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Measuring Recruitment Success: the kpi you need

Did you know that HR teams that work with hard data are viewed 4 times more positively by their managers? Yet, only a third of recruiters measure their recruitment process.

As companies prepare for 2020, it's time to review the past year. How many candidates visited your career site? How many CVs did you screen? How many candidates did you interview? Did your new onboarding process work as expected? How difficult was it to hire this year? How many candidates did you have to interview before finding the perfect fit? How many employees left the company? Those are a few among many questions recruiters and their managers need to ask themselves to evaluate the success of the year for the HR department and know what and where to improve to steer performance.

#1. Measuring success

The same way sales and marketing use metrics and conversion funnels to monitor their performance, HR’s success can and should be measured. Measuring recruitment activities allows businesses to build a detailed picture of what works and pinpoint steps to improve their recruitment process. Hiring top talent in an efficient and cost-effective way is an integral part of the HR function but also a challenge. Human Resources professionals can pick from a variety of Key Performance Indicators (KPIs), and each recruitment being different, context is key in defining which to use.

#2. KPIs: where quantitative meets qualitative

Recruiters have always worked with figures - number of CVs received, number of candidates interviewed, number of recruitment - but this is not our point. How to use qualitative data with quantitative data? Let’s take the number of CVs received per application. Without context, this number cannot really be qualified. What are figures worth without the proper interpretation? And what qualitative value should be associated with a static data? However, as soon as you correlate the number of CVs received with the number that were selected to continue the process, the value of the metric changes completely. This opens new questions such as “is my job ad precise enough, are the skills requirements clear, etc.?” and allows you to adjust accordingly.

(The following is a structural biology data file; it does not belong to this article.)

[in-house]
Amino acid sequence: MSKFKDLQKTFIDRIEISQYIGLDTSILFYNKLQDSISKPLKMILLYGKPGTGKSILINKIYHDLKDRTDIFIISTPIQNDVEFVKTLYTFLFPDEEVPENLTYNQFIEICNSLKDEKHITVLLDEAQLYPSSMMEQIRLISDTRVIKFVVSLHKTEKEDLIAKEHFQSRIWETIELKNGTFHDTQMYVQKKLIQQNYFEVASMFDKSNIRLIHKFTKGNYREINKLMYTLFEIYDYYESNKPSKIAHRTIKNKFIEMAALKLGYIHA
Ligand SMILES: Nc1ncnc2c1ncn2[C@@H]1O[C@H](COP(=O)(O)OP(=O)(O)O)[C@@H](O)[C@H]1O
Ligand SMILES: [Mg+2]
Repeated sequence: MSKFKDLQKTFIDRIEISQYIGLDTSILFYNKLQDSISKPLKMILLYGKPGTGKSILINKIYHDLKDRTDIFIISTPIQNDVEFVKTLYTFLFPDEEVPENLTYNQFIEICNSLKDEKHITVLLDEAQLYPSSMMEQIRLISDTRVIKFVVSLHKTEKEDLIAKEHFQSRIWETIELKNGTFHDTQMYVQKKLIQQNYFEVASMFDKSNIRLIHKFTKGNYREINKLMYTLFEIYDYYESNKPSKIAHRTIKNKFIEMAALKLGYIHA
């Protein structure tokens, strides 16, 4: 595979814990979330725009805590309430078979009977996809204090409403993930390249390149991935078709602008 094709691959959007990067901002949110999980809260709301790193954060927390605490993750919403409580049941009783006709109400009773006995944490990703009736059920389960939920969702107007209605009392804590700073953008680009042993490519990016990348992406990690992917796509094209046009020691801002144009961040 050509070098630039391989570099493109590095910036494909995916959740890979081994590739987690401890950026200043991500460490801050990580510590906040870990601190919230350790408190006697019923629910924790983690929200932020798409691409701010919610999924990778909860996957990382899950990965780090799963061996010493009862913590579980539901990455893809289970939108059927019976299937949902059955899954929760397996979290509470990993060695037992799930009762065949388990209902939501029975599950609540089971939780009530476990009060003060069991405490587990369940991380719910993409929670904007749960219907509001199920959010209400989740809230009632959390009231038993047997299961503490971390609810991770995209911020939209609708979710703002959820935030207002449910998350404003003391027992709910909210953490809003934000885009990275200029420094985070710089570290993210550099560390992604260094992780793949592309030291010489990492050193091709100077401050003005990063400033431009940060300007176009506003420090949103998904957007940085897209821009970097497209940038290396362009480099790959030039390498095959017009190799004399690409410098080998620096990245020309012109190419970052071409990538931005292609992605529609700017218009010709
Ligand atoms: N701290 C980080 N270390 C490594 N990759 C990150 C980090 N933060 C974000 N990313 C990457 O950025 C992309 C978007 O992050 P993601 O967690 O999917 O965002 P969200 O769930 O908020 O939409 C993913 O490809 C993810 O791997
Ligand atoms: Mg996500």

#3. What to measure, how and why?

From defining a recruiting need to onboarding new hires, recruitment success is measured over time. So which KPIs should a recruiter choose? In addition to the traditional quantitative data (offer acceptance rate, time to hire, turnover rate, recruitment costs), qualitative data, such as monitoring where applications come from or managers satisfaction, may also be included in your KPIs. This will allow you to identify the strengths and weaknesses of your process and implement actions for each pain point. For example, how can we reduce prescreening time on highly sought-after positions? How to ensure that the candidates' skills and motivation best match the requirements? There are valuable tips to follow and increasingly innovative tools that will certainly help you improve your recruitment process.

Our white paper guides you through some of the key hiring KPIs to track the success of your recruitment process.

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